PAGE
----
Ballerina, you must’ve seen her

Stormy was cute and flirty. She’d changed her hair – added some red tips to the blonde part. But I just didn’t feel at home at DP like I have been. I don’t know why. It felt like it was me. She asked me about my crash, which was nice. And she was as hot as always. Maybe hotter.

I left early, after only an hour or so. I said to myself, “Stormy rocks. But… Yeah. I’m a customer. Why can’t I meet girls like her out in the real world?”

I drove around for a bit, and then found myself at Everyday Music, the one on Sandy. I still had money to spend and wanted more music. I went in, wandered around, and noticed one of the sales clerks… yeah. She was my height, maybe a little shorter, wearing a black minidress over black leggings and knee-high black boots, and her black hair cut short and shaggy. Late 20s, maybe? You know how bad I am at guessing age, though.

Previous wish, meet reality.

I felt self-conscious and weird, still. I kept thinking I had traces of Stormy’s lipstick on my cheek from her kissing me goodnight. That might be a good thing, though… pre-selection. I rummaged around in the used CD bins and kept finding stuff I wanted but wasn’t exactly cool: ABBA “Gold”, for instance. Or a collection of Donna Summer 12″ dance versions. Eddie Money. Cheap Trick, The Cars. All used. Awesome. As the finds kept coming, I decided to go with it. It became a theme.

And, because I was still thinking of Stormy, I wandered over to the DVDs to look for “Almost Famous”. Pretty eyes. A pirate’s smile…

As I walked past the counter, the girl I’d noticed before was hunched over a computer monitor with the sales dude, and they were giggling conspiratorially. I stopped and looked at them, and peeked around. “Can I see what’s so funny?”

The dude grunted, but the girl smiled and turned the monitor so I could see it. It was some foreign-language video on YouTube, subtitled… strangely. I’ll never be able to find it now, but apparently this guy was demonstrating modern dance styles. It was funny… but not as funny to me as it was to this girl. I laughed, and left to look for the movie. The store was closing in 10 minutes.

I found a used copy of “Almost Famous”. Score.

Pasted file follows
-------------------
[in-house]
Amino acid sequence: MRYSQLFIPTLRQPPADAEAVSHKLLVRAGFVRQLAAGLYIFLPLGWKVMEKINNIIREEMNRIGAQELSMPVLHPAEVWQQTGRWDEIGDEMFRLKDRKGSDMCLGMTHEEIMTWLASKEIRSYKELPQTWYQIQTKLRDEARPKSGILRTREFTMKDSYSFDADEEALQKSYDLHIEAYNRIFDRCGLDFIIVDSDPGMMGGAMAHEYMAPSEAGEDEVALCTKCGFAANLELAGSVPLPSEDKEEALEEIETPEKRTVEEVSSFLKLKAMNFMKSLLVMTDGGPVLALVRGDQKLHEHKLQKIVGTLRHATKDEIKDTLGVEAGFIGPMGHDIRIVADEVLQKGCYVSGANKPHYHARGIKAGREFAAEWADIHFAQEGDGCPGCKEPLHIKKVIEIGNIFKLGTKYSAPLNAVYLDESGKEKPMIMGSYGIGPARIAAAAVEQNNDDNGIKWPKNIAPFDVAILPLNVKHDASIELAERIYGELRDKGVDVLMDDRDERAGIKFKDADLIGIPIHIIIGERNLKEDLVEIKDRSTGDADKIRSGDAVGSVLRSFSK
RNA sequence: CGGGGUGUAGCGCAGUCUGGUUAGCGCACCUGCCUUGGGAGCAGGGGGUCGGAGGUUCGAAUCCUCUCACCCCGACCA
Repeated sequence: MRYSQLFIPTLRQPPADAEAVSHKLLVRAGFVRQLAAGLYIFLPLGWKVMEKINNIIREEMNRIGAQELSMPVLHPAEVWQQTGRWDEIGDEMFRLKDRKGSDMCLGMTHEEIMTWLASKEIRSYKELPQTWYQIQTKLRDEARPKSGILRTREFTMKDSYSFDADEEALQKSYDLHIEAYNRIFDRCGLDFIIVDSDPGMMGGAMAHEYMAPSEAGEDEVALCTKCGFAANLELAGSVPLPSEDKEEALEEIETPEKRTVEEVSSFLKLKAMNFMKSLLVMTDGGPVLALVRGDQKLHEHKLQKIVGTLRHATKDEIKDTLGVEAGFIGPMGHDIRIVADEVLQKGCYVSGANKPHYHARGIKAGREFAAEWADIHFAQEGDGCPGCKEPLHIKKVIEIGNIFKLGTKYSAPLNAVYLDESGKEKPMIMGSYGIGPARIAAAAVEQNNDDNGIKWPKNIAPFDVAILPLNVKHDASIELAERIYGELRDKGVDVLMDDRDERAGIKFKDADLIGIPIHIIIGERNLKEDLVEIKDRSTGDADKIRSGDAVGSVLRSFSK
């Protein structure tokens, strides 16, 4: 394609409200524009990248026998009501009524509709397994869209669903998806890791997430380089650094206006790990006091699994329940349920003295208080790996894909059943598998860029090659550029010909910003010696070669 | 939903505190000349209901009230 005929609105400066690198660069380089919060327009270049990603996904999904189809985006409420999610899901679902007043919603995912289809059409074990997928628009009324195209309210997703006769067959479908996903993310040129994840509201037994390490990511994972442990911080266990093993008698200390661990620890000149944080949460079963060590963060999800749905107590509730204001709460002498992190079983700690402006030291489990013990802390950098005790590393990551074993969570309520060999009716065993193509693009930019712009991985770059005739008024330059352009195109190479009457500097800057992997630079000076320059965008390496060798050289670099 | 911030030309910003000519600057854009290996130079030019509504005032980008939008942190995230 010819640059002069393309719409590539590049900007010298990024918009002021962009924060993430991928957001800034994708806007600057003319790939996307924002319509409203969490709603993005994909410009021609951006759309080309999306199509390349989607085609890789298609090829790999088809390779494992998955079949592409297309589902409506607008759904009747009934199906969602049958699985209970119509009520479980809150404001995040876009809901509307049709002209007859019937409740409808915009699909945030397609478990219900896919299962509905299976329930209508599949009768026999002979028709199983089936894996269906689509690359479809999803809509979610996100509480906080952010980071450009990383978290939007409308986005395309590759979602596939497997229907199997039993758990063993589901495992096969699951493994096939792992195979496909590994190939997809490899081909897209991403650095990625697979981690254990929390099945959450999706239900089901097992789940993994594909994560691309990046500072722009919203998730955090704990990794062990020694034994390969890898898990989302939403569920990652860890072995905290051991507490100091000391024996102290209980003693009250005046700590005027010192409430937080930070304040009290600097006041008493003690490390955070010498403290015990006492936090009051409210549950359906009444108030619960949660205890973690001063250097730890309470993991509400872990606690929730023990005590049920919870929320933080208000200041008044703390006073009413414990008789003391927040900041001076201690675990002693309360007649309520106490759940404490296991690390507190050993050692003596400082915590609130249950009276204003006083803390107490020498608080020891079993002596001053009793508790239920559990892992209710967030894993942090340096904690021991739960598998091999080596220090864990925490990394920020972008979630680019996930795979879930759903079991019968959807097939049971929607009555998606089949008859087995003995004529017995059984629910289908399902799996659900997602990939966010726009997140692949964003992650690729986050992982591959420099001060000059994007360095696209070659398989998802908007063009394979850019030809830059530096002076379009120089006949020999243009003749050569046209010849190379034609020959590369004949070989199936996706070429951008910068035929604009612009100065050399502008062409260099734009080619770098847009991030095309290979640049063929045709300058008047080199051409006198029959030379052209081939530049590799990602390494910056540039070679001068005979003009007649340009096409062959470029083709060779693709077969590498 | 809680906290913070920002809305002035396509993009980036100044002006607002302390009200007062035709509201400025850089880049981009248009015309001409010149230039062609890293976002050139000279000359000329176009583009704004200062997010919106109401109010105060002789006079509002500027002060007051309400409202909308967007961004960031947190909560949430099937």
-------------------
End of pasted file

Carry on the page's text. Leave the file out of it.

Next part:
I headed back to the registers, and now the girl was by herself, still watching stuff. This time it was some British comedy clip, an actor repeating “Hey!” over and over again… and this time, it was funny. It was funny because the joke is run into the ground. A very special kind of funny. A humor that slowly takes hold and builds up, the same way a good pad Thai builds up in spiciness. I smiled… then I chuckled… and then, suddenly, I was laughing out loud, right along with the girl.

“Nobody else here thinks that’s funny!” she said. I laughed, and thanked her, then looked around to see where I could buy my CDs and movie. “Oh, I will help you!” she said, and took my pile of goods.

She held up “Almost Famous” and said, “That’s an awesome movie.”

“I agree completely.”

She led me to the cash register.

Another tattooed, black-haired girl walked in and was promptly told that the store was closing soon.

The sales clerk girl looked at me, “Have you ever seen the director’s cut?” I shook my head. “Don’t!” she warned. “It will ruin the movie for you. It did for me.”

“Really? Ruined it? I have to say that I’m dying of curiosity now. But I want to trust you… complete stranger. And I love this movie. I don’t want it ruined for me.”

“I’m just saying that I like editors. Editors are a good thing.”

The other girl, with some kind of heart-and-rose tattoo peeking out from the top of her white t-shirt, returned to the counter and asked about some band I’ve never heard of. The sales girl told her that she should look in Hip-Hop… or Electronica… No, definitely Hip-Hop.

The tattooed girl noticed the movie I was buying. “That’s an awesome movie.”

“I agree completely,” I said.

“Have you seen the director’s cut?” the sales girl asked the tattooed girl.


“Did you like it?” the sales girl asked, incredulous.

“Yeah… It was OK.”


“Yeah. What parts didn’t you like?”

The sales girl looked at me, then back at the tattooed girl. “Well, maybe I’m wrong,” she said in a tone of voice that made it seem as if she wasn’t admitting she was wrong at all, “maybe it’s OK. I’m just saying that I didn’t like it.”

I felt like she was still protecting me, by specifically not talking about the scenes which were added in, scenes which had the potential to completely ruin this movie for me. “Thank you,” I said.

And wandered back out into the rain, with my purchases.

Oh, and later, Sharai invited me to a benefit at a lesbian bar.